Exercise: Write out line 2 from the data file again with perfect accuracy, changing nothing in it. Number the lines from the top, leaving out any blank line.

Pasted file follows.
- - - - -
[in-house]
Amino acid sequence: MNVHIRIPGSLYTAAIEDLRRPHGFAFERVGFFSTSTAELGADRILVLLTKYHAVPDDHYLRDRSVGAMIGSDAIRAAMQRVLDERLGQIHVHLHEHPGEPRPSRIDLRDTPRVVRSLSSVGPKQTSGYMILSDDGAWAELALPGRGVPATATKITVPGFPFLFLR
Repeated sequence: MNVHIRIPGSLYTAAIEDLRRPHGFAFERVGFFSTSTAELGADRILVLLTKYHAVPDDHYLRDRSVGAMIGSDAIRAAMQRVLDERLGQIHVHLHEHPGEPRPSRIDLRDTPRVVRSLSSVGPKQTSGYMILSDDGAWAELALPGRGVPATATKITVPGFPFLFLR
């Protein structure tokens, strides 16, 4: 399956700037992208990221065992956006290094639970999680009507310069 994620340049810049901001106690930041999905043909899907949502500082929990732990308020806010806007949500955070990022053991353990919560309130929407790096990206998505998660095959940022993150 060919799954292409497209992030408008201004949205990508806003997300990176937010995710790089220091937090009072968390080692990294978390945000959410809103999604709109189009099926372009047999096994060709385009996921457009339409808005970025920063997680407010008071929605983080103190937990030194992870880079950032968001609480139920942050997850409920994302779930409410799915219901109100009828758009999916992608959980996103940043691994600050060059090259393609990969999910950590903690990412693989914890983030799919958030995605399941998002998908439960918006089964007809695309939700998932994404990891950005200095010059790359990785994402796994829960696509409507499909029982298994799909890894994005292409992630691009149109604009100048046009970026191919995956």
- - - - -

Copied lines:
Amino acid sequence: MNVHIRIPGSLYTAAIEDLRRPHGFAFERVGFFSTSTAELGADRILVLLTKYHAVPDDHYLRDRSVGAMIGSDAIRAAMQRVLDERLGQIHVHLHEHPGEPRPSRIDLRDTPRVVRSLSSVGPKQTSGYMILSDDGAWAELALPGRGVPATATKITVPGFPFLFLR